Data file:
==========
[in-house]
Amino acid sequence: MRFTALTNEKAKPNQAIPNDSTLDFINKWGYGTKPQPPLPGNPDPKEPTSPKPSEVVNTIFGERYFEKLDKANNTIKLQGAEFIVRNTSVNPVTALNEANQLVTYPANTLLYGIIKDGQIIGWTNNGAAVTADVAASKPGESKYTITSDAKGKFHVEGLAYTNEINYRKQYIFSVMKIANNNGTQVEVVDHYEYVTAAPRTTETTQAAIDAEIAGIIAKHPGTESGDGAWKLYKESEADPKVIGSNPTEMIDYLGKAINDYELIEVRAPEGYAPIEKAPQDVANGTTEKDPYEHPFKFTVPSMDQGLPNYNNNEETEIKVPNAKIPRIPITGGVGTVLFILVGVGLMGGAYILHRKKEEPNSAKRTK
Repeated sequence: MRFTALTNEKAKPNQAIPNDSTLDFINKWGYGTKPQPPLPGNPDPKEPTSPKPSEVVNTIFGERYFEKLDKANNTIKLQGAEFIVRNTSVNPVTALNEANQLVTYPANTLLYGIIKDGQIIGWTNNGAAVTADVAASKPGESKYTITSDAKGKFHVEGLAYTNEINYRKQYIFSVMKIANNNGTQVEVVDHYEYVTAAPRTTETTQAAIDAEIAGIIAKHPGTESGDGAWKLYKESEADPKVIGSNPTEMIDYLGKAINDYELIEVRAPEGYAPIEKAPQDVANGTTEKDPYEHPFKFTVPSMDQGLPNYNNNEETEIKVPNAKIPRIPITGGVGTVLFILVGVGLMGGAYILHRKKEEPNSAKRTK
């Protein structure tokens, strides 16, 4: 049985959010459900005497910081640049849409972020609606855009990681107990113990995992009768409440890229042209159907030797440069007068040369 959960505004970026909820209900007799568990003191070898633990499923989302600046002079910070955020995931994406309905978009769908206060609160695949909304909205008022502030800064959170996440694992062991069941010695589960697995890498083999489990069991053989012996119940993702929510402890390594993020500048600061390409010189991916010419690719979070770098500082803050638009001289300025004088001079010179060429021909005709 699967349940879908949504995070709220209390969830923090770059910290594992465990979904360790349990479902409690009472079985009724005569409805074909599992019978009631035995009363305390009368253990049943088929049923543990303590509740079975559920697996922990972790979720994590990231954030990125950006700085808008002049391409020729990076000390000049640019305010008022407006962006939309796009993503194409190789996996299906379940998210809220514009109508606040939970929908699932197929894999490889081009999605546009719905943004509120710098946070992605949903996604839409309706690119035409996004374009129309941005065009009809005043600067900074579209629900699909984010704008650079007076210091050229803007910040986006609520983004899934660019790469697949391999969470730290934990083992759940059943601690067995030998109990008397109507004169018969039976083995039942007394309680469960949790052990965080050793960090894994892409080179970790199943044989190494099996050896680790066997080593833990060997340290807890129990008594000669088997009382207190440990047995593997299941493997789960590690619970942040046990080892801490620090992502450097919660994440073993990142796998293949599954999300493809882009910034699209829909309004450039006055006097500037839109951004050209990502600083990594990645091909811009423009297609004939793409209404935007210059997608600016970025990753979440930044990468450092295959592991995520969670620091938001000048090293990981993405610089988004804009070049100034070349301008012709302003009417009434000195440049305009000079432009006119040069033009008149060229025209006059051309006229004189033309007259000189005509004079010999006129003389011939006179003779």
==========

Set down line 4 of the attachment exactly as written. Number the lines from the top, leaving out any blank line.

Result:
């Protein structure tokens, strides 16, 4: 049985959010459900005497910081640049849409972020609606855009990681107990113990995992009768409440890229042209159907030797440069007068040369 959960505004970026909820209900007799568990003191070898633990499923989302600046002079910070955020995931994406309905978009769908206060609160695949909304909205008022502030800064959170996440694992062991069941010695589960697995890498083999489990069991053989012996119940993702929510402890390594993020500048600061390409010189991916010419690719979070770098500082803050638009001289300025004088001079010179060429021909005709 699967349940879908949504995070709220209390969830923090770059910290594992465990979904360790349990479902409690009472079985009724005569409805074909599992019978009631035995009363305390009368253990049943088929049923543990303590509740079975559920697996922990972790979720994590990231954030990125950006700085808008002049391409020729990076000390000049640019305010008022407006962006939309796009993503194409190789996996299906379940998210809220514009109508606040939970929908699932197929894999490889081009999605546009719905943004509120710098946070992605949903996604839409309706690119035409996004374009129309941005065009009809005043600067900074579209629900699909984010704008650079007076210091050229803007910040986006609520983004899934660019790469697949391999969470730290934990083992759940059943601690067995030998109990008397109507004169018969039976083995039942007394309680469960949790052990965080050793960090894994892409080179970790199943044989190494099996050896680790066997080593833990060997340290807890129990008594000669088997009382207190440990047995593997299941493997789960590690619970942040046990080892801490620090992502450097919660994440073993990142796998293949599954999300493809882009910034699209829909309004450039006055006097500037839109951004050209990502600083990594990645091909811009423009297609004939793409209404935007210059997608600016970025990753979440930044990468450092295959592991995520969670620091938001000048090293990981993405610089988004804009070049100034070349301008012709302003009417009434000195440049305009000079432009006119040069033009008149060229025209006059051309006229004189033309007259000189005509004079010999006129003389011939006179003779």